“One way to think about it is, if you look at the people who did the best — those we caught earliest after their first episode — their improvement by the end was easily noticeable by friends and family,” Dr. Kane said. The gains for those in typical treatment were apparent to doctors, but much less obvious.
Dr. Kenneth Duckworth, medical director for the National Alliance on Mental Illness, an advocacy group, called the findings “a game-changer for the field” in the way it combines multiple, individualized therapies, suited to the stage of the psychosis.
The study, begun in 2009, almost collapsed under the weight of its ambition. The original proposal called for two parallel trials, each including hundreds of first-episode patients. But recruiting was so slow for one of the trials that it was abandoned, said Dr. Heinssen.
“It’s been a long haul,” Dr. Heinssen added, “but it’s worth noting that it usually takes about 17 years for a new discovery to make it into clinical practice; or that’s the number people throw around. But this process only took seven years.”
Update: The Times has issued a correction to this story. The correction states that the story erroneously claimed that the experimental approach in the study used lower drug dosages. “Though it studied a program intended to reduce medication dosages, the researchers do not yet know for sure if dosages were lowered or by how much,” the correction notes.”Therefore, the study did not conclude ‘that schizophrenia patients who received smaller doses of antipsychotic medication and a bigger emphasis on one-on-one talk therapy and family support made greater strides in recovery.’ (The study did conclude that the alternative treatment program as a whole led to better outcomes.)”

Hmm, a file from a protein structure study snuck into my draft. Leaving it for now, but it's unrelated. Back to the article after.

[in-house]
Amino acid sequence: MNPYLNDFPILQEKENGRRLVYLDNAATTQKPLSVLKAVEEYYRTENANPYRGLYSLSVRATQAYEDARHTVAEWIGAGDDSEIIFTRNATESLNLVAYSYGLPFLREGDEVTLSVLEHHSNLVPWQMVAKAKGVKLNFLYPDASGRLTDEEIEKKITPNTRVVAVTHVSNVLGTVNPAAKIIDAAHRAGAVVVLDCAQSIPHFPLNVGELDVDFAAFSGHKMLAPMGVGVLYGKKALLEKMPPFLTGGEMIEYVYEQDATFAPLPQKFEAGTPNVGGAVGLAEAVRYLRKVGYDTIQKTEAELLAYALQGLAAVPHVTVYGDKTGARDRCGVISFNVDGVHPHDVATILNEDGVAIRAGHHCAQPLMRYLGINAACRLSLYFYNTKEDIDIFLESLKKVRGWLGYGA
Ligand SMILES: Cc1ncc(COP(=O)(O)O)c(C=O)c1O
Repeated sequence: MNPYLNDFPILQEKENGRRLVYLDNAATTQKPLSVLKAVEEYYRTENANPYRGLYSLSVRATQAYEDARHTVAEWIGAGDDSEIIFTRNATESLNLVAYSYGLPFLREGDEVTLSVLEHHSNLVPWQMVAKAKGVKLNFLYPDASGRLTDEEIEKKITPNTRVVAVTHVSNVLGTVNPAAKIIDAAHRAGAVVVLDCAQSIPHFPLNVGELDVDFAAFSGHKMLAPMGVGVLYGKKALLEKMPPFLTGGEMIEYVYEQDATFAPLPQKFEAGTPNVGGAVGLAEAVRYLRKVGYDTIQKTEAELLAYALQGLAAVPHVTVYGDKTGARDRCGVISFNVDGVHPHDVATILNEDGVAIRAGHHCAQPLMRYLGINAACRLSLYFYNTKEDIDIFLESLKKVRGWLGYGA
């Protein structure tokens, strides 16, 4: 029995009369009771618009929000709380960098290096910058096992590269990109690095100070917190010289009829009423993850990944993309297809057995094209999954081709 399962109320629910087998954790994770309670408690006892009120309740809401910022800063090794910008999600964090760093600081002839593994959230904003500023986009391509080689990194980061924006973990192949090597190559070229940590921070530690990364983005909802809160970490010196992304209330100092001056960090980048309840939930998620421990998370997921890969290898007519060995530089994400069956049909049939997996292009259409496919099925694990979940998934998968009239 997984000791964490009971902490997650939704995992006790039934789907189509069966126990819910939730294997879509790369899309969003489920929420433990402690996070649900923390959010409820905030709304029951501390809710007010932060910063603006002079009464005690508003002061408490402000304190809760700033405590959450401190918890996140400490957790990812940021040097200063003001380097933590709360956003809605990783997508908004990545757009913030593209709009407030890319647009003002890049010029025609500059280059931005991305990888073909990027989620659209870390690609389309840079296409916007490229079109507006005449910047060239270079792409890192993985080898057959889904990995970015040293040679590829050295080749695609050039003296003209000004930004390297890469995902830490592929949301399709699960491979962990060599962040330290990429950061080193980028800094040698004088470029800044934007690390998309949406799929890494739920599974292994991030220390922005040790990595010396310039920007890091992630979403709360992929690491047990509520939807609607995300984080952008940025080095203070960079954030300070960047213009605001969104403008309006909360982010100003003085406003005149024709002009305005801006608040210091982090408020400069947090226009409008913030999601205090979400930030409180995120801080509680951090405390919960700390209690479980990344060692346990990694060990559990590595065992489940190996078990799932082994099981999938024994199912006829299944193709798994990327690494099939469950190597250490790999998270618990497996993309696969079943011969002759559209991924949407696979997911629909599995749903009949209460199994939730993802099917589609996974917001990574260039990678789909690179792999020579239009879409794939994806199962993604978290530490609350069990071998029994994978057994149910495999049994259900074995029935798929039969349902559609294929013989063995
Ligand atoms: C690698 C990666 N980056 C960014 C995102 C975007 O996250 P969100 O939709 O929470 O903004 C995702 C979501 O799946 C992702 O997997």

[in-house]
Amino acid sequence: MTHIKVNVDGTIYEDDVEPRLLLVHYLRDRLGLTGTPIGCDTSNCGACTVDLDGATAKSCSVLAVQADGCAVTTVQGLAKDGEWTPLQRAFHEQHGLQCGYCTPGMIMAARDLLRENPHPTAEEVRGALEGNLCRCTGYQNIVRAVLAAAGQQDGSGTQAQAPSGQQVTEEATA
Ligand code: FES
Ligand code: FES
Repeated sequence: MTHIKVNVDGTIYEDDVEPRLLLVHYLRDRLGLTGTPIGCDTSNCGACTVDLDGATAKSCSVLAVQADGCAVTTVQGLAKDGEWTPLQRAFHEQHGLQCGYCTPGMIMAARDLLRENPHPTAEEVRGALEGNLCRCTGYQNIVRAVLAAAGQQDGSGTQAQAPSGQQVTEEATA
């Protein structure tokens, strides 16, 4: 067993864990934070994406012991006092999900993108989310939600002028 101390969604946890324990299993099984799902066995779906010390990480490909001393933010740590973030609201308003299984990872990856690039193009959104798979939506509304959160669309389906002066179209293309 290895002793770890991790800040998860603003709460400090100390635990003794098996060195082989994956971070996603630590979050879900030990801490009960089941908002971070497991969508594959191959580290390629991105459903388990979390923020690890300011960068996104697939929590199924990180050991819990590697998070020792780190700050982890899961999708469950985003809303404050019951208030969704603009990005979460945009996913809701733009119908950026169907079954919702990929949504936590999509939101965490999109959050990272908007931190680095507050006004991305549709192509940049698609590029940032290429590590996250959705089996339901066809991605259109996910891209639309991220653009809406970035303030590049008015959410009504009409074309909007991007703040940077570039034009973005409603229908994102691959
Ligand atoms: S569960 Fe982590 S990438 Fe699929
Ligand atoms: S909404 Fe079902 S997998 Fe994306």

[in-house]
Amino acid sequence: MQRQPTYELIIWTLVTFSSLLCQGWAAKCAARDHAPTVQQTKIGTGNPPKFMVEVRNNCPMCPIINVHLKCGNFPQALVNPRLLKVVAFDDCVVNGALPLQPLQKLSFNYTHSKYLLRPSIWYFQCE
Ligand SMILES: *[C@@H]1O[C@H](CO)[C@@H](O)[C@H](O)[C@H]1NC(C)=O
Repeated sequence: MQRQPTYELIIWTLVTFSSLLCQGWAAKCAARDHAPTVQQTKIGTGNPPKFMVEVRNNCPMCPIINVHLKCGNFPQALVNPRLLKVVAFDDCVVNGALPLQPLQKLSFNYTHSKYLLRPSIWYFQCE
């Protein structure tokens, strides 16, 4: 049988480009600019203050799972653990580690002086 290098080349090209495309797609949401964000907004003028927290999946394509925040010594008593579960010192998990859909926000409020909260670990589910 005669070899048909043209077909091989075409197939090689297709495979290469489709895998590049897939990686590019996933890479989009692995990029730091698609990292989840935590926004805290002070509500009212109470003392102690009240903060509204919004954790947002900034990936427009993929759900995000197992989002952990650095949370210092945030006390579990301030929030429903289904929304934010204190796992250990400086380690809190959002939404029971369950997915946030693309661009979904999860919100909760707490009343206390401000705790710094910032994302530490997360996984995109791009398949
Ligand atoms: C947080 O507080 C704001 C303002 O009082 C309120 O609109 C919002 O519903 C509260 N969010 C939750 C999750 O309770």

We changed the headline of our review from “Times captures impact of new, less drug-intensive schizophrenia treatment” to “Times explores impact of integrated care model for schizophrenia treatment.” The correction does not affect our ratings for the story, but the references we made in the review to the lowered drug dosages are no longer appropriate and have been stricken. In addition, the tone of the review would have been more circumspect had we known that the intended reduction in drug dosages had not been confirmed by the researchers.
In a large randomized controlled trial in 34 community clinics across the U.S., researchers compared usual care for first episode psychosis with a program of integrated care that included not only drugs, but also help with school and work, family education about the problems and how best to help, as well as one-on-one talk therapy. The government (National Institute of Mental Health)-funded study found that those receiving the integrated program of care experienced more symptom relief and functioned better than those in the treatment-as-usual group.
Their doses of medication were also 20-50% lower. Those receiving treatment earlier on in their psychotic episodes also did better.
The story overall does a solid job of covering the study and its implications. But we wish it had pushed a bit harder to quantify the benefits shown in the 2-year trial with some hard numbers. We applaud the discussion of federal policy and financing, but also wish there had been some discussion of the costs of therapy itself. The inclusion of a variety of perspectives on the research brings depth and nuance to the coverage.
Psychiatric treatment in the U.S. has become very drug focused. Other countries are ahead of us on using more integrated care models like the one described in this story, so it’s great to see its success “proven” with a randomized trial. With solid evidence to back it, this model will hopefully become a more accepted approach to practice in the U.S.